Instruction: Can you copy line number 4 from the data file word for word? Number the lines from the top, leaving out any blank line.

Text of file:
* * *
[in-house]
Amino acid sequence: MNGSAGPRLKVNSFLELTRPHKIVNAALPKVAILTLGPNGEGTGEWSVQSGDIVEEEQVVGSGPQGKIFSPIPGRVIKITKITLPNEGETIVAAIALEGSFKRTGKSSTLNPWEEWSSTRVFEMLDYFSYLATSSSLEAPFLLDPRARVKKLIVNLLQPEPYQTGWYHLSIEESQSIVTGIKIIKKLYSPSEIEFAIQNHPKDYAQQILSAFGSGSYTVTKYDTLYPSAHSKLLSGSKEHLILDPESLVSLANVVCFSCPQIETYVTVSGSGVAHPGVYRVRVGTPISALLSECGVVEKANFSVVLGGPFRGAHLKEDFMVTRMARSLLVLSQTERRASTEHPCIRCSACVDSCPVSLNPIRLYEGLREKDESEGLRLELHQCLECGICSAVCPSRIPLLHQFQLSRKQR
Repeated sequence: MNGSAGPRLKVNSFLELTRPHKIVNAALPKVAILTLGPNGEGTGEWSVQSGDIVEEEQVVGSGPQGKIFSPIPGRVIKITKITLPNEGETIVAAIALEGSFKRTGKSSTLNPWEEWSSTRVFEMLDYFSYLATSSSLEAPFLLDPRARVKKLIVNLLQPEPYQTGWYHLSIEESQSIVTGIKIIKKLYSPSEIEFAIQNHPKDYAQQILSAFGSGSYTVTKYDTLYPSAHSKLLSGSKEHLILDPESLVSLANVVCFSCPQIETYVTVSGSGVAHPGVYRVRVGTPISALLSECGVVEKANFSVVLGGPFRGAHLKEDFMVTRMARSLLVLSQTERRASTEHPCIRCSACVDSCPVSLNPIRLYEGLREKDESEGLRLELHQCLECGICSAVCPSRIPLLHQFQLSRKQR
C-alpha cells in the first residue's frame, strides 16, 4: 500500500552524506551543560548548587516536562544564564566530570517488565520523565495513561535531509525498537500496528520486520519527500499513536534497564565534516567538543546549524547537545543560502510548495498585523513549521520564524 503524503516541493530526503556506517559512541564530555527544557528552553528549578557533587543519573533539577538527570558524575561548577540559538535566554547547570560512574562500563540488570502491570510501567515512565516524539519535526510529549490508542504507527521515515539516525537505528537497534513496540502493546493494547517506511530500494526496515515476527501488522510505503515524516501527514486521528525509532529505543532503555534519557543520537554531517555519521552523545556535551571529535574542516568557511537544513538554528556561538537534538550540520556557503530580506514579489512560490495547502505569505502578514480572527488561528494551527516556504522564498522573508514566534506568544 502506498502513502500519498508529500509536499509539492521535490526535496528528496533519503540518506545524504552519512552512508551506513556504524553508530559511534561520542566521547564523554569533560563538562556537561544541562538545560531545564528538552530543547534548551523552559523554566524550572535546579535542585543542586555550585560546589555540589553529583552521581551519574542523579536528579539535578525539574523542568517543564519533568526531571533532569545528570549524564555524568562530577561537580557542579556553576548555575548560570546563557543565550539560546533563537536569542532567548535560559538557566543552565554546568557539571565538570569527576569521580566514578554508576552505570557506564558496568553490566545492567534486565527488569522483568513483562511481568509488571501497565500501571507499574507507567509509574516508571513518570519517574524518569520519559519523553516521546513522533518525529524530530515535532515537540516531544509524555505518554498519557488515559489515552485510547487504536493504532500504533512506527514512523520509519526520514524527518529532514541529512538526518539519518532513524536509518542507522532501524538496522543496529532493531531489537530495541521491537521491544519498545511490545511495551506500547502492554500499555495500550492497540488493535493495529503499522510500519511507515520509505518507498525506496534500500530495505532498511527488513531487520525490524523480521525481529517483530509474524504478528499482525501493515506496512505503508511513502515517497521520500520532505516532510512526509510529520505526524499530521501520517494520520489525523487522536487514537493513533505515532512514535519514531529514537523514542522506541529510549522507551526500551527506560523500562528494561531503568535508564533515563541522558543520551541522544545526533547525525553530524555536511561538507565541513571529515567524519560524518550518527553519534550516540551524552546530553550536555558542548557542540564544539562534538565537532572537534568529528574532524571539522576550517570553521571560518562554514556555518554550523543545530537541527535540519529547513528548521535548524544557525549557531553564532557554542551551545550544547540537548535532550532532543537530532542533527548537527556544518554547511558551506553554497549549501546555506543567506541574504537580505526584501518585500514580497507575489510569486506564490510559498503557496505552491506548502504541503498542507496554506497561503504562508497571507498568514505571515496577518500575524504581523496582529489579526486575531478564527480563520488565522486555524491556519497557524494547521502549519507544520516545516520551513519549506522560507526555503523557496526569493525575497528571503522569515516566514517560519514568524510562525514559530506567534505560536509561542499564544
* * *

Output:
C-alpha cells in the first residue's frame, strides 16, 4: 500500500552524506551543560548548587516536562544564564566530570517488565520523565495513561535531509525498537500496528520486520519527500499513536534497564565534516567538543546549524547537545543560502510548495498585523513549521520564524 503524503516541493530526503556506517559512541564530555527544557528552553528549578557533587543519573533539577538527570558524575561548577540559538535566554547547570560512574562500563540488570502491570510501567515512565516524539519535526510529549490508542504507527521515515539516525537505528537497534513496540502493546493494547517506511530500494526496515515476527501488522510505503515524516501527514486521528525509532529505543532503555534519557543520537554531517555519521552523545556535551571529535574542516568557511537544513538554528556561538537534538550540520556557503530580506514579489512560490495547502505569505502578514480572527488561528494551527516556504522564498522573508514566534506568544 502506498502513502500519498508529500509536499509539492521535490526535496528528496533519503540518506545524504552519512552512508551506513556504524553508530559511534561520542566521547564523554569533560563538562556537561544541562538545560531545564528538552530543547534548551523552559523554566524550572535546579535542585543542586555550585560546589555540589553529583552521581551519574542523579536528579539535578525539574523542568517543564519533568526531571533532569545528570549524564555524568562530577561537580557542579556553576548555575548560570546563557543565550539560546533563537536569542532567548535560559538557566543552565554546568557539571565538570569527576569521580566514578554508576552505570557506564558496568553490566545492567534486565527488569522483568513483562511481568509488571501497565500501571507499574507507567509509574516508571513518570519517574524518569520519559519523553516521546513522533518525529524530530515535532515537540516531544509524555505518554498519557488515559489515552485510547487504536493504532500504533512506527514512523520509519526520514524527518529532514541529512538526518539519518532513524536509518542507522532501524538496522543496529532493531531489537530495541521491537521491544519498545511490545511495551506500547502492554500499555495500550492497540488493535493495529503499522510500519511507515520509505518507498525506496534500500530495505532498511527488513531487520525490524523480521525481529517483530509474524504478528499482525501493515506496512505503508511513502515517497521520500520532505516532510512526509510529520505526524499530521501520517494520520489525523487522536487514537493513533505515532512514535519514531529514537523514542522506541529510549522507551526500551527506560523500562528494561531503568535508564533515563541522558543520551541522544545526533547525525553530524555536511561538507565541513571529515567524519560524518550518527553519534550516540551524552546530553550536555558542548557542540564544539562534538565537532572537534568529528574532524571539522576550517570553521571560518562554514556555518554550523543545530537541527535540519529547513528548521535548524544557525549557531553564532557554542551551545550544547540537548535532550532532543537530532542533527548537527556544518554547511558551506553554497549549501546555506543567506541574504537580505526584501518585500514580497507575489510569486506564490510559498503557496505552491506548502504541503498542507496554506497561503504562508497571507498568514505571515496577518500575524504581523496582529489579526486575531478564527480563520488565522486555524491556519497557524494547521502549519507544520516545516520551513519549506522560507526555503523557496526569493525575497528571503522569515516566514517560519514568524510562525514559530506567534505560536509561542499564544